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GitHub Deprecation Notice: Switching from password to token authentication

When pushing commits to a GitHub repository (or pulling from a private repo), the git command usually asks for authentication. In the past years this has always been the same credentials as if you would log in on GitHub (the website) itself.

But nowadays, the following e-mail will be sent to users after using the classical user/password credentials:

Hi @Napsty,
You recently used a password to access the repository at Napsty/check_smart with git using git/2.25.1.
Basic authentication using a password to Git is deprecated and will soon no longer work. Visit for more information around suggested workarounds and removal dates.
The GitHub Team

How to create a GitHub token

Login on GitHub using your username and password.

GitHub Login

At the top right corner of the website, click on your profile icon and from the appearing menu select Settings.

GitHub Settings

A page with a left menu will appear. Scroll down until you find Developer settings and click on it. As of this writing, there are three menu options in the developer settings: GitHub Apps, OAuth Apps and Personal access tokens. Click on Personal access tokens, then on Generate new token button.

GitHub Personal Access Tokens

Now the overwhelming "scopes" (permissions) are showing up. If you simply want to pull/push code into repositories, the first section "repo" should be enough.

GitHub token scopes

Scroll down and then click on the "Generate token" button. Your token should now show up. Make sure to copy and save this token in a safe place (such as a Password Manager) – the token won't be shown anymore after this.

GitHub token

This is stupid, I can't remember such a long password!

Now you can start working with git again and instead of using your password, simply use your token.

$ git push origin master
Username for '': Napsty
Password for '': ***token***
Enumerating objects: 5, done.
Counting objects: 100% (5/5), done.
Delta compression using up to 12 threads
Compressing objects: 100% (3/3), done.
Writing objects: 100% (4/4), 890 bytes | 890.00 KiB/s, done.
Total 4 (delta 1), reused 0 (delta 0)
remote: Resolving deltas: 100% (1/1), completed with 1 local object.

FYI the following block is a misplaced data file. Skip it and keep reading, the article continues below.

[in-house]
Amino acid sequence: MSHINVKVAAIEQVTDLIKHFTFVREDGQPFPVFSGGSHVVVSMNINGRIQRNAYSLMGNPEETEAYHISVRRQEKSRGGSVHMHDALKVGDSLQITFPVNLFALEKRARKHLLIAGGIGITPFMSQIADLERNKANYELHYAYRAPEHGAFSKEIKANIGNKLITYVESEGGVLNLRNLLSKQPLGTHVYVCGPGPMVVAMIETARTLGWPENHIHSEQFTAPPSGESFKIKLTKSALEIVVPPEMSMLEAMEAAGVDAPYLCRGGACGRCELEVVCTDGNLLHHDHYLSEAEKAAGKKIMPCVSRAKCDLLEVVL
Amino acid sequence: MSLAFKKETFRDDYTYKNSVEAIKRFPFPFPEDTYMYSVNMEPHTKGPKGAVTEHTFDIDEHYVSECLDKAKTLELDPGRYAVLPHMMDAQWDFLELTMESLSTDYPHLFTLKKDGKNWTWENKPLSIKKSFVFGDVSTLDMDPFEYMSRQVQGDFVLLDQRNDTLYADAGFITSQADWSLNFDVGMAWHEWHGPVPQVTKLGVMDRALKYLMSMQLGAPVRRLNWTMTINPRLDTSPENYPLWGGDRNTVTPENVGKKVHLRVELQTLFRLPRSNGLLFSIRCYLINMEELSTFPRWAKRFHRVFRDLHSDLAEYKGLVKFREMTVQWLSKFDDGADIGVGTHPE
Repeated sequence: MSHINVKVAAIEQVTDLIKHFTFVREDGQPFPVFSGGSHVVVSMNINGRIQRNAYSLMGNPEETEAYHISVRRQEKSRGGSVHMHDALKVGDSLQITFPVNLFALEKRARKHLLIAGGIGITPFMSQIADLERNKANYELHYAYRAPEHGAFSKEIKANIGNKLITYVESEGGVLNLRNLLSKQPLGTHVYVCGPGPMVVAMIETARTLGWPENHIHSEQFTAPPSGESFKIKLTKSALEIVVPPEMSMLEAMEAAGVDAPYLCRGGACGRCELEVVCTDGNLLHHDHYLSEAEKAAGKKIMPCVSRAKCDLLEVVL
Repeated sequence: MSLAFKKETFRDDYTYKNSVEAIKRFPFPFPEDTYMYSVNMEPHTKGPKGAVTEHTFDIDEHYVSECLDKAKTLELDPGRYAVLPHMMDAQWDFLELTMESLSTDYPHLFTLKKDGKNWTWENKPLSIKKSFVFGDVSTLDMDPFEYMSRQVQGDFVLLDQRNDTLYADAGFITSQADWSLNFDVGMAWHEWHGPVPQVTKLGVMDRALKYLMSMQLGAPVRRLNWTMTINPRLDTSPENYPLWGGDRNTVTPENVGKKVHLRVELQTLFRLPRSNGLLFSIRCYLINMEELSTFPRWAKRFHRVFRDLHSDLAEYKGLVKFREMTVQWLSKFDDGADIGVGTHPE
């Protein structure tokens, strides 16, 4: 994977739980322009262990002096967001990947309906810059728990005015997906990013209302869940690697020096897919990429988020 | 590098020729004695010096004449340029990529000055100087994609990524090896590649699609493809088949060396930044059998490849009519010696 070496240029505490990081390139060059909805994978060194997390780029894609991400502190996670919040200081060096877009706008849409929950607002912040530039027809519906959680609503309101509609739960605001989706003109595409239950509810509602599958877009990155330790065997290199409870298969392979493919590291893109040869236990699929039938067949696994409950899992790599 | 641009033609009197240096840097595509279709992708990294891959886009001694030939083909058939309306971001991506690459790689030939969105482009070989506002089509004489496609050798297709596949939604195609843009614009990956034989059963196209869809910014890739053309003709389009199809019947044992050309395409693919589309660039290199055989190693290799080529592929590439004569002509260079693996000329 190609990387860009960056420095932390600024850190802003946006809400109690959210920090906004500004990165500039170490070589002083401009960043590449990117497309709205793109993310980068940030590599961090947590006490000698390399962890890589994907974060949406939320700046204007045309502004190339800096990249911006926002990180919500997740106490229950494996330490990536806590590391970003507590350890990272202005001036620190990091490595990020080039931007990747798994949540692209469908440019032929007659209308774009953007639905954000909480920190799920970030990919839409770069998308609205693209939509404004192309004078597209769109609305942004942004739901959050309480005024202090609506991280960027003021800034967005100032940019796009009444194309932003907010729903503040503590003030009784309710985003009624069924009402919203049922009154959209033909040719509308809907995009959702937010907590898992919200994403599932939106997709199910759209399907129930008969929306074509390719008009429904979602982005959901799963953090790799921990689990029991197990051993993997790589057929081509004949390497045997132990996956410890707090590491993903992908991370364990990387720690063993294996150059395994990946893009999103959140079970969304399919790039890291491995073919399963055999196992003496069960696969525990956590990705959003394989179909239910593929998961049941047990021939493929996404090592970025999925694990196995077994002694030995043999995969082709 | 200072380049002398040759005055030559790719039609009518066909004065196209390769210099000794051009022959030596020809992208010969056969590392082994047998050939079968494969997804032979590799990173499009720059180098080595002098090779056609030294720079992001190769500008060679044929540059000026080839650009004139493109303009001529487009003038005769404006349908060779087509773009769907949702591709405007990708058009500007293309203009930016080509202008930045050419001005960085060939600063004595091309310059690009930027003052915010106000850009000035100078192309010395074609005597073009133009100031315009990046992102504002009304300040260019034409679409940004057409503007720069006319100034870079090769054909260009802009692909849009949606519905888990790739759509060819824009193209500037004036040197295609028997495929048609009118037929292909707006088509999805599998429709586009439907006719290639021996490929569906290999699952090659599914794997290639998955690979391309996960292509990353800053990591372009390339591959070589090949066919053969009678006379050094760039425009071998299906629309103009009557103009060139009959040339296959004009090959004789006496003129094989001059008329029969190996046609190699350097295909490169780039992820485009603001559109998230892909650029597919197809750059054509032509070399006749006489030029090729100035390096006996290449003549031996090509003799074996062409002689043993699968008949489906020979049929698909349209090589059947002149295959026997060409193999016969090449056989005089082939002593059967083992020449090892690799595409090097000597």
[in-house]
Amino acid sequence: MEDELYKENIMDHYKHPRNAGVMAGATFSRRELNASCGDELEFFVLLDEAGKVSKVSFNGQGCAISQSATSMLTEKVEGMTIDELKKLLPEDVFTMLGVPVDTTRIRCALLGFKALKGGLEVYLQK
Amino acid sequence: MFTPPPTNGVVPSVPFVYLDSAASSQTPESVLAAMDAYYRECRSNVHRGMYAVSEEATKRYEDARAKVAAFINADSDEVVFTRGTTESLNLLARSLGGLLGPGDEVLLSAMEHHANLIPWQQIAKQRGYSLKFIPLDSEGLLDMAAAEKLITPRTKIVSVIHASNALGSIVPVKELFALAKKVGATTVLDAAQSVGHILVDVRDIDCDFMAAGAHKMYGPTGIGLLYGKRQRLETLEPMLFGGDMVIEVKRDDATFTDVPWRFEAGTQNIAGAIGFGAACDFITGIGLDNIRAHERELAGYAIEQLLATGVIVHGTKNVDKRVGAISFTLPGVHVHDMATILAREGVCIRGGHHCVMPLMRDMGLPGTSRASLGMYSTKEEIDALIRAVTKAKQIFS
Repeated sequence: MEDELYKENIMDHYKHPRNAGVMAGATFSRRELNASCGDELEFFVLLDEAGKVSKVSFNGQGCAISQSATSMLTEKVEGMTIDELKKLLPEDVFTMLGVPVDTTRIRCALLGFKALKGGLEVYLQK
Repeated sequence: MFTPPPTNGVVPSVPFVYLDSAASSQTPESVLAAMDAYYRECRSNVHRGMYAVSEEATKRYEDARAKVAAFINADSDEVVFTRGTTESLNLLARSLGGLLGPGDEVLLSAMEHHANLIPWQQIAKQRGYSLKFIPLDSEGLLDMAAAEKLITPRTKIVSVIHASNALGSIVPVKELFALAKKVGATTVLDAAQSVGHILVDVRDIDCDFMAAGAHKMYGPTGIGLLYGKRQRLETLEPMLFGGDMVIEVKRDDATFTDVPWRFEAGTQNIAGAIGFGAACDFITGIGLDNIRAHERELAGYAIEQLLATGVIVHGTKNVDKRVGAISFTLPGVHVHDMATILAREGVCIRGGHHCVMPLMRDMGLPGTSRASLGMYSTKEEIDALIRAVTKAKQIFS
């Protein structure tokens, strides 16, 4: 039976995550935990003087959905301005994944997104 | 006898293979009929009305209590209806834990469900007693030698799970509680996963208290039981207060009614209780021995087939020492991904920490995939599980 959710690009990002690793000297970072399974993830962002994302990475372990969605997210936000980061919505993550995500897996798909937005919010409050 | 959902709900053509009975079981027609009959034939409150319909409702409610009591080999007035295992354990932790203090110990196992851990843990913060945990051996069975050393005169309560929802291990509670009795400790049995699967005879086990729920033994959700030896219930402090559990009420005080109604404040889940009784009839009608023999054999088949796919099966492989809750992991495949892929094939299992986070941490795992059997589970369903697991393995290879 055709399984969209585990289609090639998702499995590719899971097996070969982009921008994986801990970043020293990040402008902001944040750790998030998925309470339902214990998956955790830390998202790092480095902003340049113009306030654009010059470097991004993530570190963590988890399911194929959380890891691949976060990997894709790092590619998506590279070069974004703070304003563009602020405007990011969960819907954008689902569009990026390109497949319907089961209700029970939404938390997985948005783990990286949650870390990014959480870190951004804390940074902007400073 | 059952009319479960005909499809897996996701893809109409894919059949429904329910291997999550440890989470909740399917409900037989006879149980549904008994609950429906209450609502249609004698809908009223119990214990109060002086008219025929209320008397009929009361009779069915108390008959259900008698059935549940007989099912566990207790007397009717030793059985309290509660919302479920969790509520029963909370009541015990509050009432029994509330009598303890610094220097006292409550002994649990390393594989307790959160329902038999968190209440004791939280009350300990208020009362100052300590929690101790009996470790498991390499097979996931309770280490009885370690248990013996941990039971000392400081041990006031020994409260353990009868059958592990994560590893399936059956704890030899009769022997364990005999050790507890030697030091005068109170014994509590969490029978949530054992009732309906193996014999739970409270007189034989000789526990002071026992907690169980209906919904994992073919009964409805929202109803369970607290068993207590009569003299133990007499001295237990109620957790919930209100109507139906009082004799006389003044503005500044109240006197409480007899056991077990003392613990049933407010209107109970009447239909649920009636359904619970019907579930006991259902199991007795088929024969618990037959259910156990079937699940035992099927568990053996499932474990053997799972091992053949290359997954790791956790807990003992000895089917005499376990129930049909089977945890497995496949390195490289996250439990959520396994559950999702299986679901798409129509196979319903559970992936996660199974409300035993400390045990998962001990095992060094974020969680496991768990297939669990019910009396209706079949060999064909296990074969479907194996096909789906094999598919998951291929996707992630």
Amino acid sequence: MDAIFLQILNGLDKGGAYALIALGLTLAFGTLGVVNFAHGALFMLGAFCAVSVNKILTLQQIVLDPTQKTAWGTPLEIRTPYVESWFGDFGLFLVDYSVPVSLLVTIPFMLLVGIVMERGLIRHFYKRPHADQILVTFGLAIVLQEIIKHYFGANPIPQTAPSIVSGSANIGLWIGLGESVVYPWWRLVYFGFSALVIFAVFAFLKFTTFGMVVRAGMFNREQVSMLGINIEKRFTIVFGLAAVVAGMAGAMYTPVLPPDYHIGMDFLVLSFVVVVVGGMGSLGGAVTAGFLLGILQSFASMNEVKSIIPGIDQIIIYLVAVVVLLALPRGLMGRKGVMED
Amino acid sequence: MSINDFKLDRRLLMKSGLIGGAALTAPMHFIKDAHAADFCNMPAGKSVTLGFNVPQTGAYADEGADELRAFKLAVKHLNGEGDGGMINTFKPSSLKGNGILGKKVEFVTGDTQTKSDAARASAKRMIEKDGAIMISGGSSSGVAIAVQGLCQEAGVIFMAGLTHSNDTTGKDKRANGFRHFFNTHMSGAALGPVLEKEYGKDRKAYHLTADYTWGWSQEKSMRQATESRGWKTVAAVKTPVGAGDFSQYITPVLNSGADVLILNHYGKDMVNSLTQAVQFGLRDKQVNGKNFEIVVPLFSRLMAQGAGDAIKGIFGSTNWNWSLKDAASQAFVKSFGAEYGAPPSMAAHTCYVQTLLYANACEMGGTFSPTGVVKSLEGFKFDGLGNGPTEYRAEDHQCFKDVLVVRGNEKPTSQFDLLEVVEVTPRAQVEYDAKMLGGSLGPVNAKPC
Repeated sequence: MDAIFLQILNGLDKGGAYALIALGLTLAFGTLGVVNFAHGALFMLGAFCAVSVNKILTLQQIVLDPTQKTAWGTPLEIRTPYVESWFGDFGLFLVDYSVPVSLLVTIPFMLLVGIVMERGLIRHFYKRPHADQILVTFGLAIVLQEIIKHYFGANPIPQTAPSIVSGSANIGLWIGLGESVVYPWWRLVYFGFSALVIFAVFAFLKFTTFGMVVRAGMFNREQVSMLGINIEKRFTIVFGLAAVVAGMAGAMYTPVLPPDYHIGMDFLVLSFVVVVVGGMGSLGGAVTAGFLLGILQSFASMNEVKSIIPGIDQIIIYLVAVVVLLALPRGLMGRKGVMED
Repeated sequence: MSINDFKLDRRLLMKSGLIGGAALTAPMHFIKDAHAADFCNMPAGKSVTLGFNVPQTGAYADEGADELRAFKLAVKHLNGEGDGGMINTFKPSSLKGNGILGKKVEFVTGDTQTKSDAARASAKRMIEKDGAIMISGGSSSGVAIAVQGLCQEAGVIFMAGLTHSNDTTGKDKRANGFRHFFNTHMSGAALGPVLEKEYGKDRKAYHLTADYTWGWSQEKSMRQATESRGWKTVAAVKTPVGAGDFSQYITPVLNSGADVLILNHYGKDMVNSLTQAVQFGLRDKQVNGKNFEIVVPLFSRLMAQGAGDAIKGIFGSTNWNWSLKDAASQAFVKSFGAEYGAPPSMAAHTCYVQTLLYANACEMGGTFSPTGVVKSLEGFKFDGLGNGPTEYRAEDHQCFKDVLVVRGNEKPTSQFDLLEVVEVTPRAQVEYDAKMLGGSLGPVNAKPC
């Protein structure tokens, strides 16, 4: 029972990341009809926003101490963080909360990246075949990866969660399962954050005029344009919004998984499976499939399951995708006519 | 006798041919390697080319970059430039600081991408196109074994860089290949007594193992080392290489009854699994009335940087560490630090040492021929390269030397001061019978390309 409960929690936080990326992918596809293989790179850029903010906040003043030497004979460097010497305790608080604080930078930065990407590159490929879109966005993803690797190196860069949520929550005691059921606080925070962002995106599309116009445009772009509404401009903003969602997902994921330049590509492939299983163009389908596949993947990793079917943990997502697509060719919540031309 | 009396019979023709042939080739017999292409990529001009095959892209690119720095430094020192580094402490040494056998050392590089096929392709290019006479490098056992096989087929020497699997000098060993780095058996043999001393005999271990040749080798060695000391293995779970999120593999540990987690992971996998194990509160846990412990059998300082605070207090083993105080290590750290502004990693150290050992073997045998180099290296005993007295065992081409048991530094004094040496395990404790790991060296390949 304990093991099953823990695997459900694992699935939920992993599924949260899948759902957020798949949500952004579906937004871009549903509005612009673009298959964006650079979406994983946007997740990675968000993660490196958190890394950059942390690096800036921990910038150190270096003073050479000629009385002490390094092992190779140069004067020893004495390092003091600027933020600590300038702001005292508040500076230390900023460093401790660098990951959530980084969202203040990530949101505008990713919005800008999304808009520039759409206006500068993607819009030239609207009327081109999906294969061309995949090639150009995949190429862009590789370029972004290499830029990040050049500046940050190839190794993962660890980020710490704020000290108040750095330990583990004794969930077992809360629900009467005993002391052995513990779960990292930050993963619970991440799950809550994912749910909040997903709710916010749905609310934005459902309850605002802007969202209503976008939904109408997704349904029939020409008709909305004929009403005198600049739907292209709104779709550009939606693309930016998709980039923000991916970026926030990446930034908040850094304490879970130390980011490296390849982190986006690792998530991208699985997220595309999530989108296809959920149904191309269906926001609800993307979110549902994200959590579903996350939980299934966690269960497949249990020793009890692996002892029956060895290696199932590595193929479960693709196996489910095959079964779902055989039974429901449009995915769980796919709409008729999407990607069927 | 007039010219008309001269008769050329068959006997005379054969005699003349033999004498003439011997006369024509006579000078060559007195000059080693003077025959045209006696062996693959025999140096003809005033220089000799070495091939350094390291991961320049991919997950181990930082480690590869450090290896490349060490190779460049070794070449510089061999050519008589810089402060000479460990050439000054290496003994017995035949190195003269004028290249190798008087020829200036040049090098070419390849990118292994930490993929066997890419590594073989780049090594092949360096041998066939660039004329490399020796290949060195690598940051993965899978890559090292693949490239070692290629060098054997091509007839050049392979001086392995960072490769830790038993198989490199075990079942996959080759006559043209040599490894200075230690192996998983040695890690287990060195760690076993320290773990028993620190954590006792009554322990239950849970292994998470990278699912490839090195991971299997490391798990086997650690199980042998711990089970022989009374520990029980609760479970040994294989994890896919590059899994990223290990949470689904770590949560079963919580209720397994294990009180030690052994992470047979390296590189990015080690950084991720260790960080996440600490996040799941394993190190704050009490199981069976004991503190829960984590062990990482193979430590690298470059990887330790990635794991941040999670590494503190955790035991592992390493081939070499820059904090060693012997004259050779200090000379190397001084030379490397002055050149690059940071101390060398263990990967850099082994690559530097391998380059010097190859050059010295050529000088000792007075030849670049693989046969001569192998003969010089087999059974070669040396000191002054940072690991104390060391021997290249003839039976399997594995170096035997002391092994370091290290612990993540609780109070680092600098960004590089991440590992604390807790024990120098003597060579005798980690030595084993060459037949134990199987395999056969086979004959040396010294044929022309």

c3f0237..29fc50a  master -> master

But of course, remembering the token is nearly impossible and copy/pasting it from a password manager for each git push makes you go bananas. If only git were able to remember the login credentials… And this exists!

Using the credential helper to remember the token (for a while)

Starting with Git version 1.7.10, the git config sub command supports a global option called credential.helper which remembers entered credentials – whether using password or token doesn't matter.

Simply launch the following command:

$ git config --global credential.helper 'cache --timeout=86400'

Here a cache timeout of 86400 (seconds) was defined. Meaning: The credential.helper should cache the git credentials for one full day.

At the next push or pull from a private repo, the credentials are asked once again:

$ git pull
Username for '': Napsty
Password for '': ***token***
Already up to date.

This is the moment where the credential helper kicks in in the background and caches the credentials. From now on, pushes and pulls from private repositories won't ask for credentials anymore:

$ git pull
Already up to date.

Update: Support for password authentication was removed on August 13, 2021

So now it happened: GitHub has removed the password authentication and only tokens are now allowed to be used. The following error message shows now up in the git cli:

$ git pull
Username for '': Napsty
Password for '': 
remote: Support for password authentication was removed on August 13, 2021. Please use a personal access token instead.
remote: Please see for more information.
fatal: unable to access '': The requested URL returned error: 403
Claudio Kuenzler
Claudio has been writing way over 1000 articles on his own blog since 2008 already. He is fascinated by technology, especially Open Source Software. As a Senior Systems Engineer he has seen and solved a lot of problems - and writes about them.

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